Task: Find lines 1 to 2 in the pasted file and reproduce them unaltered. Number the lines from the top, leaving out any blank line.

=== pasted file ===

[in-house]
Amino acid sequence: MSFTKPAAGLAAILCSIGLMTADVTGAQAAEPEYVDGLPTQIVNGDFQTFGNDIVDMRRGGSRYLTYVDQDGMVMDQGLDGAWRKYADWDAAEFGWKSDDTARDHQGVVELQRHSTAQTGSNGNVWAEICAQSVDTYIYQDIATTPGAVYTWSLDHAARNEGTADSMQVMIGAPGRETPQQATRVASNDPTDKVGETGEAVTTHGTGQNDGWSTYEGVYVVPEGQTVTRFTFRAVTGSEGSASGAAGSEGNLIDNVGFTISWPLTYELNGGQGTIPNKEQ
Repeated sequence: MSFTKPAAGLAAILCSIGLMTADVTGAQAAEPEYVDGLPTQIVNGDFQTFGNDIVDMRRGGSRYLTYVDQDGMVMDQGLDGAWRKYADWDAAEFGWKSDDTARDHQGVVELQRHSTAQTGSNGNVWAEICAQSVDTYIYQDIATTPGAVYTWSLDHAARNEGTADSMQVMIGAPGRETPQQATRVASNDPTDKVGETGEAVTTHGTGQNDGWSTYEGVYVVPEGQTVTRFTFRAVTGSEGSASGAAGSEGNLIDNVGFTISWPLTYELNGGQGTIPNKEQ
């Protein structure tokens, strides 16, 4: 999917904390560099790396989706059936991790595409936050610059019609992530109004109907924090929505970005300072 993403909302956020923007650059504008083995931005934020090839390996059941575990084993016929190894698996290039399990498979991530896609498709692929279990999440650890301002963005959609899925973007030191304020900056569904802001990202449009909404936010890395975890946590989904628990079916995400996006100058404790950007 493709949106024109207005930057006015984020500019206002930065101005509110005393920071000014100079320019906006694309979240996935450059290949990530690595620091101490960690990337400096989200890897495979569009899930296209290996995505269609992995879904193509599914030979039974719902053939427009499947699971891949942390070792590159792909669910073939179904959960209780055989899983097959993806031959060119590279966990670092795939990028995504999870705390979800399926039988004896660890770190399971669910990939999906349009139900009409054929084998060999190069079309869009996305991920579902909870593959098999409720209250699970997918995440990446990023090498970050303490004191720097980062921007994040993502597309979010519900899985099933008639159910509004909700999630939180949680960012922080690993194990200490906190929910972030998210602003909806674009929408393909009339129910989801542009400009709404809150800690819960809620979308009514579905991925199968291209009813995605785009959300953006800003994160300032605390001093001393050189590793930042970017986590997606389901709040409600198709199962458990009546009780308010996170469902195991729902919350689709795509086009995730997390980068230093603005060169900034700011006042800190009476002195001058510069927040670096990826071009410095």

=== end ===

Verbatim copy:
[in-house]
Amino acid sequence: MSFTKPAAGLAAILCSIGLMTADVTGAQAAEPEYVDGLPTQIVNGDFQTFGNDIVDMRRGGSRYLTYVDQDGMVMDQGLDGAWRKYADWDAAEFGWKSDDTARDHQGVVELQRHSTAQTGSNGNVWAEICAQSVDTYIYQDIATTPGAVYTWSLDHAARNEGTADSMQVMIGAPGRETPQQATRVASNDPTDKVGETGEAVTTHGTGQNDGWSTYEGVYVVPEGQTVTRFTFRAVTGSEGSASGAAGSEGNLIDNVGFTISWPLTYELNGGQGTIPNKEQ